Private-sector job growth unexpectedly stumbled last month, with U.S. companies hiring workers at the slowest pace in three years, payroll firm Automatic Data Processing said Wednesday.
Employers added 156,000 net new jobs in April, a sharp fall-off from a downwardly revised 194,000 the previous month.
The last time ADP reported weaker job growth was in March 2013.
Analysts had expected a gain of about 193,000 net new private-sector jobs last month. The disappointing figure raises additional concerns about the health of the U.S. economy after weak overall growth in the first quarter.
?The job market appears to have stumbled in April. Job growth noticeably slowed, with some weakness across most sectors,? said Mark Zandi, chief economist at Moody?s Analytics, which assists ADP in preparing the monthly report.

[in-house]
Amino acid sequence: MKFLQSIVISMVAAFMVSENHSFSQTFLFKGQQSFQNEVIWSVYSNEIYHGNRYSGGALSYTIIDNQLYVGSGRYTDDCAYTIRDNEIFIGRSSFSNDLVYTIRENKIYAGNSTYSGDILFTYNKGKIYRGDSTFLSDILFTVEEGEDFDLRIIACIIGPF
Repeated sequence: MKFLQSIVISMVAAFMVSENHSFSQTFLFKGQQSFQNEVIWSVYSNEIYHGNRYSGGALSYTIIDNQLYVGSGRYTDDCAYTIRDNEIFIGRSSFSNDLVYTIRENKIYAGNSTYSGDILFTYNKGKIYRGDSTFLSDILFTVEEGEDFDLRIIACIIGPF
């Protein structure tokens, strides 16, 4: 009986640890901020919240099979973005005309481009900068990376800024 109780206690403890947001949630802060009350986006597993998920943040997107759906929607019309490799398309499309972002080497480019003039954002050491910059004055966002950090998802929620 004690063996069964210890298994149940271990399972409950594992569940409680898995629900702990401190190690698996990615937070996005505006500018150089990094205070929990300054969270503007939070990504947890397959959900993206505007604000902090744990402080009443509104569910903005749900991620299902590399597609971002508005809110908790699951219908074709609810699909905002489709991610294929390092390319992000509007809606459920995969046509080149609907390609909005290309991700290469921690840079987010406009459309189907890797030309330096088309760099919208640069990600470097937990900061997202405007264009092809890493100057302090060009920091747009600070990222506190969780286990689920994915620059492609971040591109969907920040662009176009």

?One month does not make a trend, but this bears close watching as the financial market turmoil earlier in the year may have done some damage to business hiring,? he said.
Economists had attributed the anemic first quarter to the sharp declines in financial markets that began in January. The labor market continued to show strength during that period, buoying expectations for a broader second-quarter rebound in economic growth.
ADP showed a decline in the pace of hiring across several major sectors.
Manufacturers, who have struggled as the rising value of the dollar has made U.S. goods more expensive overseas, shed 13,000 net jobs last month.
Hiring by trade, transportation and utility companies grew by 25,000 net new positions, down from 42,000 the previous month.
And construction companies increased their payrolls by 14,000, the third-straight monthly decline.
The ADP data is viewed as a harbinger of the government?s jobs report, due out on Friday, although the two figures sometimes are at odds.
Analysts forecast the Labor Department report will show the broader U.S. economy ? private and public sectors ? added 200,000 net new jobs in April. The number would be down from 215,000 the previous month but still would represent solid growth.
The unemployment rate is expected to tick down 0.1 percentage point to 4.9 percent, which would be the lowest in more than eight years.